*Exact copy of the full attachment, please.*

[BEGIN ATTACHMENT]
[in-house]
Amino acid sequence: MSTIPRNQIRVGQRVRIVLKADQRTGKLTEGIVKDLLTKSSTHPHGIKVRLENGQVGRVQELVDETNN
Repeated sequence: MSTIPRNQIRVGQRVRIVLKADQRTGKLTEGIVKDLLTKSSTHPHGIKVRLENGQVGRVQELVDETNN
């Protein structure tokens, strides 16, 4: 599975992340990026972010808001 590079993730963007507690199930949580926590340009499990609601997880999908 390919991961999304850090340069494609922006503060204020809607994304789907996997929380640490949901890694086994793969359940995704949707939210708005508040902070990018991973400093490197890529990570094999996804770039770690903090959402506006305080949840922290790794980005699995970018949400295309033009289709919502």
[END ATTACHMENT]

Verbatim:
[in-house]
Amino acid sequence: MSTIPRNQIRVGQRVRIVLKADQRTGKLTEGIVKDLLTKSSTHPHGIKVRLENGQVGRVQELVDETNN
Repeated sequence: MSTIPRNQIRVGQRVRIVLKADQRTGKLTEGIVKDLLTKSSTHPHGIKVRLENGQVGRVQELVDETNN
């Protein structure tokens, strides 16, 4: 599975992340990026972010808001 590079993730963007507690199930949580926590340009499990609601997880999908 390919991961999304850090340069494609922006503060204020809607994304789907996997929380640490949901890694086994793969359940995704949707939210708005508040902070990018991973400093490197890529990570094999996804770039770690903090959402506006305080949840922290790794980005699995970018949400295309033009289709919502």